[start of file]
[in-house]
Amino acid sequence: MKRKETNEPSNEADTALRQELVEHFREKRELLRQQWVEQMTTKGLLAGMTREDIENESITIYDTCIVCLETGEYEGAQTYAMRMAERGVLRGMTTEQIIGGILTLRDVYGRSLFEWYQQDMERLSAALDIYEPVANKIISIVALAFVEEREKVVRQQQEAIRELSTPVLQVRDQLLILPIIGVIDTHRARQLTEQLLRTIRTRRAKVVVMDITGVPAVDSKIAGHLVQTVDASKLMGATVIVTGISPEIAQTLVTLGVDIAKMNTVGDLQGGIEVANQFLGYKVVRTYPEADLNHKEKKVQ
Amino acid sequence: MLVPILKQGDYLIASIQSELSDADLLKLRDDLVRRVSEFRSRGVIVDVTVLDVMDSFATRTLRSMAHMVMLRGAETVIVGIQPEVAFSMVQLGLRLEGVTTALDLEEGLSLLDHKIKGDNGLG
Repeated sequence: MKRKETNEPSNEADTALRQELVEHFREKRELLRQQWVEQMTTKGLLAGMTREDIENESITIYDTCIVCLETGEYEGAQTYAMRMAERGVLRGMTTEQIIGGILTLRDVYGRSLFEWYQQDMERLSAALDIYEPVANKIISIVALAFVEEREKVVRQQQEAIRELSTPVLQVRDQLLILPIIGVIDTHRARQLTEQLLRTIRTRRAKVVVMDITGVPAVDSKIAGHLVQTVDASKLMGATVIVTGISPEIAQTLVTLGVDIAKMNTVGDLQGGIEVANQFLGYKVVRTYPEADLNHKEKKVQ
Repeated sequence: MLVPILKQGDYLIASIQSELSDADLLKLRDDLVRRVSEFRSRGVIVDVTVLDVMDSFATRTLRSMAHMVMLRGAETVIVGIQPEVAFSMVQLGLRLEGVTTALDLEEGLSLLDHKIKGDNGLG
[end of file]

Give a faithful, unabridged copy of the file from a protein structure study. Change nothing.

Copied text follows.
[in-house]
Amino acid sequence: MKRKETNEPSNEADTALRQELVEHFREKRELLRQQWVEQMTTKGLLAGMTREDIENESITIYDTCIVCLETGEYEGAQTYAMRMAERGVLRGMTTEQIIGGILTLRDVYGRSLFEWYQQDMERLSAALDIYEPVANKIISIVALAFVEEREKVVRQQQEAIRELSTPVLQVRDQLLILPIIGVIDTHRARQLTEQLLRTIRTRRAKVVVMDITGVPAVDSKIAGHLVQTVDASKLMGATVIVTGISPEIAQTLVTLGVDIAKMNTVGDLQGGIEVANQFLGYKVVRTYPEADLNHKEKKVQ
Amino acid sequence: MLVPILKQGDYLIASIQSELSDADLLKLRDDLVRRVSEFRSRGVIVDVTVLDVMDSFATRTLRSMAHMVMLRGAETVIVGIQPEVAFSMVQLGLRLEGVTTALDLEEGLSLLDHKIKGDNGLG
Repeated sequence: MKRKETNEPSNEADTALRQELVEHFREKRELLRQQWVEQMTTKGLLAGMTREDIENESITIYDTCIVCLETGEYEGAQTYAMRMAERGVLRGMTTEQIIGGILTLRDVYGRSLFEWYQQDMERLSAALDIYEPVANKIISIVALAFVEEREKVVRQQQEAIRELSTPVLQVRDQLLILPIIGVIDTHRARQLTEQLLRTIRTRRAKVVVMDITGVPAVDSKIAGHLVQTVDASKLMGATVIVTGISPEIAQTLVTLGVDIAKMNTVGDLQGGIEVANQFLGYKVVRTYPEADLNHKEKKVQ
Repeated sequence: MLVPILKQGDYLIASIQSELSDADLLKLRDDLVRRVSEFRSRGVIVDVTVLDVMDSFATRTLRSMAHMVMLRGAETVIVGIQPEVAFSMVQLGLRLEGVTTALDLEEGLSLLDHKIKGDNGLG